Política

Fiona wallops Turks and Caicos, Puerto Rico still stunned 

Fiona pre­vi­ous­ly bat­tered the east­ern Caribbean, killing one man in the French ter­ri­to­ry of Guade­loupe when flood­wa­ters washed his home away, of­fi­cials said

By DÁNI­CA CO­TO | AS­SO­CI­AT­ED PRESS

 

SAN JUAN, Puer­to Ri­co (AP) — Hur­ri­cane Fiona blast­ed the Turks and Caicos Is­lands on Tues­day as a Cat­e­go­ry 3 storm af­ter dev­as­tat­ing Puer­to Ri­co, where most peo­ple re­mained with­out elec­tric­i­ty or run­ning wa­ter and res­cuers used heavy equip­ment to lift sur­vivors to safe­ty.

The storm’s eye passed close to Grand Turk, the small British ter­ri­to­ry’s cap­i­tal is­land, on Tues­day morn­ing af­ter the gov­ern­ment im­posed a cur­few and urged peo­ple to flee flood-prone ar­eas. Storm surge could raise wa­ter lev­els there by as much as 5 to 8 feet above nor­mal, ac­cord­ing to the U.S. Na­tion­al Hur­ri­cane Cen­ter.

Late Tues­day morn­ing, the storm was cen­tred about 40 miles (65 kilo­me­tres) north-north­west of that is­land, with hur­ri­cane-force winds ex­tend­ing up to 30 miles (45 kilo­me­tres) from the cen­tre.

“Storms are un­pre­dictable,” Pre­mier Wash­ing­ton Mis­ick said in a state­ment from Lon­don, where he was at­tend­ing the fu­ner­al of Queen Eliz­a­beth II. “You must there­fore take every pre­cau­tion to en­sure your safe­ty.”

Fiona had max­i­mum sus­tained winds of 115 mph (185 kph) and was mov­ing north-north­west at 9 mph (15 kph), ac­cord­ing to the Hur­ri­cane Cen­ter, which said the storm is like­ly to strength­en fur­ther in­to a Cat­e­go­ry 4 hur­ri­cane as it ap­proach­es Bermu­da on Fri­day.

It was fore­cast to weak­en be­fore run­ning in­to east­ern­most Cana­da over the week­end.

The broad storm kept drop­ping co­pi­ous rain over the Do­mini­can Re­pub­lic and Puer­to Ri­co, where a 58-year-old man died af­ter po­lice said he was swept away by a riv­er in the cen­tral moun­tain town of Com­e­rio.

An­oth­er death was linked to a pow­er black­out — a 70-year-old man was burned to death af­ter he tried to fill his gen­er­a­tor with gaso­line while it was run­ning, of­fi­cials said.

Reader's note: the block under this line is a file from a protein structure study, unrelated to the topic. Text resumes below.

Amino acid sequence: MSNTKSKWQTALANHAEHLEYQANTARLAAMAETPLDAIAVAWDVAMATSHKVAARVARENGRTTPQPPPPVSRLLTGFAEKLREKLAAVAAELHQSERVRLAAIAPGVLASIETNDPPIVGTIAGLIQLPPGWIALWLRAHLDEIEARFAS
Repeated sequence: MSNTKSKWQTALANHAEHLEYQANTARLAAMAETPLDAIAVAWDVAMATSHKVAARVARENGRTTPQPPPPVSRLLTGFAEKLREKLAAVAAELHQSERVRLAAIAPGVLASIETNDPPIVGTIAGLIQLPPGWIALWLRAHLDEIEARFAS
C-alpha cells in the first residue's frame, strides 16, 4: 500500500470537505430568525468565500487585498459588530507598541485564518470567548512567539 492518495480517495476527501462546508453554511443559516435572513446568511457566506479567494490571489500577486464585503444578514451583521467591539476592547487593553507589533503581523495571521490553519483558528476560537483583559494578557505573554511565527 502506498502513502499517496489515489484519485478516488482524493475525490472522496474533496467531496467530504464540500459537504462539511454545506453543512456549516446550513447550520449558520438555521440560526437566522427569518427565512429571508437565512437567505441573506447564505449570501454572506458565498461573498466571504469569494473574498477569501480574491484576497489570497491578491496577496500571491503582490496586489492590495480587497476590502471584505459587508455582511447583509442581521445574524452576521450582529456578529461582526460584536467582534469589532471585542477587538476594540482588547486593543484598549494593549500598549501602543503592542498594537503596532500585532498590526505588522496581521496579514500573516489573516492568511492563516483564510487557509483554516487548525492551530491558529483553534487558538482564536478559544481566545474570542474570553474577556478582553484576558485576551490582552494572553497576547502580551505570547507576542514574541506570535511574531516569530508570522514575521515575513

Parts of the is­land had re­ceived more than 25 inch­es (64 cen­time­tres) of rain, and more was falling on Tues­day.

Na­tion­al Guard Brig. Gen. Nar­ciso Cruz de­scribed the re­sult­ing flood­ing as his­toric.

There were com­mu­ni­ties that flood­ed in the storm that didn’t flood un­der Maria,” he said, re­fer­ring to the 2017 hur­ri­cane that caused near­ly 3,000 deaths. “I’ve nev­er seen any­thing like this.”

Cruz said 670 peo­ple have been res­cued in Puer­to Ri­co, in­clud­ing 19 peo­ple at a re­tire­ment home in the north­ern moun­tain town of Cayey that was in dan­ger of col­laps­ing.

The rivers broke their banks and blan­ket­ed com­mu­ni­ties,” he said.

Some peo­ple were res­cued via kayaks and boats while oth­ers nes­tled in­to the mas­sive shov­el of a dig­ger and were lift­ed to high­er ground.

He lament­ed that some peo­ple ini­tial­ly re­fused to leave their homes, adding that he un­der­stood why.

“It’s hu­man na­ture,” he said. “But when they saw their lives were in dan­ger, they agreed to leave.”

The blow from Fiona was made more dev­as­tat­ing be­cause Puer­to Ri­co has yet to re­cov­er from Hur­ri­cane Maria, which de­stroyed the pow­er grid in 2017. Five years lat­er, more than 3,000 homes on the is­land are still cov­ered by blue tarps.

Au­thor­i­ties said Mon­day at least 2,300 peo­ple and some 250 pets re­mained in shel­ters across the is­land.

Fiona trig­gered a black­out when it hit Puer­to Ri­co’s south­west cor­ner on Sun­day, the an­niver­sary of Hur­ri­cane Hugo, which slammed in­to the is­land in 1989 as a Cat­e­go­ry 3 storm.

By Tues­day morn­ing, au­thor­i­ties said they had re­stored pow­er to more than 285,000 of the is­land’s 1.47 mil­lion cus­tomers. Puer­to Ri­co’s gov­er­nor, Pe­dro Pier­luisi, warned it could take days be­fore every­one has elec­tric­i­ty.

Wa­ter ser­vice was cut to more than 837,000 cus­tomers — two thirds of the to­tal on the is­land — be­cause of tur­bid wa­ter at fil­tra­tion plants or lack of pow­er, of­fi­cials said.

Fiona was not ex­pect­ed to threat­en the U.S. main­land.

In the Do­mini­can Re­pub­lic, au­thor­i­ties re­port­ed one death: a man hit by a falling tree. The storm dis­placed more than 12,400 peo­ple and cut off at least two com­mu­ni­ties.

The hur­ri­cane left sev­er­al high­ways blocked, and a tourist pier in the town of Mich­es was bad­ly dam­aged by high waves. At least four in­ter­na­tion­al air­ports were closed, of­fi­cials said.

The Do­mini­can pres­i­dent, Luis Abi­nad­er, said au­thor­i­ties would need sev­er­al days to as­sess the storm’s ef­fects.

Fiona pre­vi­ous­ly bat­tered the east­ern Caribbean, killing one man in the French ter­ri­to­ry of Guade­loupe when flood­wa­ters washed his home away, of­fi­cials said.